by Lana Medina
Despite an uptick in employment, Utah is becoming more unaffordable for low-income families.
According to a recent report from the University of Utah Kem C. Gardner Policy Institute, housing prices have been steadily rising since the 1990s, but Utah wages are not matching that growth, and low-income families are starting to suffer as a result.
“Eighty-six percent of people pay more than 50 percent of their income toward housing,” said Tara Rollins, executive director of the Utah Housing Coalition. “The issue has been happening for some time. Wages haven’t been keeping up with rent.”
Rollins says it’s especially affecting Utah because population growth is outpacing the number of homes and apartments available, and construction isn’t meeting demand.
Jennifer Gilchrist, a realtor in Utah, says she often sees homes in the $200,000 to $250,000 price range get offers within a matter of hours.
“It’s really crazy right now. There are a lot of people who want to buy houses and not that many people who are selling,” she said.
Since last year alone, the average single family home in Davis County has gone up approximately 11 percent in price, and in Salt Lake County, prices have increased 14 percent. A $300,000 home for sale last year would now be selling for about $340,000, according to the Salt Lake Board of Realtors.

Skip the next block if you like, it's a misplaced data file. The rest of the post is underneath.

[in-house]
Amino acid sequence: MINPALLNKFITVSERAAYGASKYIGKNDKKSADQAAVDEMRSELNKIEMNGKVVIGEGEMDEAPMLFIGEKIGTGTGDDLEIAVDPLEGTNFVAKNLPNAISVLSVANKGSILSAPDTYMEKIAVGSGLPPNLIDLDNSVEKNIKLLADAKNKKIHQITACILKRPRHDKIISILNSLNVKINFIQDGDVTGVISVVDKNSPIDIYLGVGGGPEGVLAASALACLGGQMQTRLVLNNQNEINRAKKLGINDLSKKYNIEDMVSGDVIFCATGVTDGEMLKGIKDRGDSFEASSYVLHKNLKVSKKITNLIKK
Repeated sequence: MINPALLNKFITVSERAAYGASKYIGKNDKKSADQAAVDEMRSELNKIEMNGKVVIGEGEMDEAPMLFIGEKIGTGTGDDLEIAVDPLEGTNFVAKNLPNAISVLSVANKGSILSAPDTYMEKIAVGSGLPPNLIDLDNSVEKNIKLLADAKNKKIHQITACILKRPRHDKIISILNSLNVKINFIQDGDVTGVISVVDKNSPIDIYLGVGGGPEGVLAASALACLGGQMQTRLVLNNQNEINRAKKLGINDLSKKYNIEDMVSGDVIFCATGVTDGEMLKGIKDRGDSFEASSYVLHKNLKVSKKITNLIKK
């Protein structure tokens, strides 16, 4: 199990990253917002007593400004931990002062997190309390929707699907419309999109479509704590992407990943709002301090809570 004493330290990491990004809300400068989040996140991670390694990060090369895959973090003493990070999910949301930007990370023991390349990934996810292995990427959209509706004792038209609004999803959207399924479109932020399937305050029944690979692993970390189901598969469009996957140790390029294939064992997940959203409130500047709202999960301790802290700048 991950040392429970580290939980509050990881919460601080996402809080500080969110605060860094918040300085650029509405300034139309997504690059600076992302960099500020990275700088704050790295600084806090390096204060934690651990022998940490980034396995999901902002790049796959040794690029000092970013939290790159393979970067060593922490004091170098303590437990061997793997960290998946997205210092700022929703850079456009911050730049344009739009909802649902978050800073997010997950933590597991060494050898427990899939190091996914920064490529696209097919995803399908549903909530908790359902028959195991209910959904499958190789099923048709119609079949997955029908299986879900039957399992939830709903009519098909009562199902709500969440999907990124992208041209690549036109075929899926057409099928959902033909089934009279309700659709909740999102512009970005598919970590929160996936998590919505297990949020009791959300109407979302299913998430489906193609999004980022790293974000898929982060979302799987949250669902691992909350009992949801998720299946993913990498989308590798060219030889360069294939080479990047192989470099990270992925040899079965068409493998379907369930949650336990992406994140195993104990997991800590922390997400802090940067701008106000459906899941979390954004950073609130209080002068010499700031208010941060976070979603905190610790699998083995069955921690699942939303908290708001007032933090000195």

While other states are suffering from an increase in housing prices, Utah is ranked as the 4th highest in the nation for that growth, and experts believe it’s only going to get worse.
Kari Allen DeJuncker and her growing family started house hunting in fall 2016, and at that time, trying to find a 3 bedroom, 2 bath home for under $250,000 seemed extremely difficult.
“We picked a starter home but then ran into financing problems,” DeJuncker explained. The house they were originally interested in costs more now. DeJuncker said they finally decided to build their first home because there weren’t enough homes on the market to buy.
The housing unaffordability crisis isn’t just affecting families wanting to buy homes, but rentals are rising at an alarming rate.
Rollins says many families are combining with other households in one home to manage rental costs, and some are putting up with substandard housing because there isn’t anything better available in their price range.
“Last year the housing wage (the estimated wage to afford a median priced home) was $17.02 and it just went up to $17.77. That’s a 75 cent increase per hour,” Rollins said.
But the cost of housing has increased more than wages, and low-income families are feeling the pain.
The University of Utah Gardner Policy Institute report suggested some municipal measures to help reduce housing unaffordability, including waive or reduce fees for affording housing, change building codes to encourage more affordable housing, and adopt zoning ordinances that provide a wide range of housing types and prices.
But in the meantime, low-income families continue to follow the housing market and hope future changes will make housing more affordable in Utah.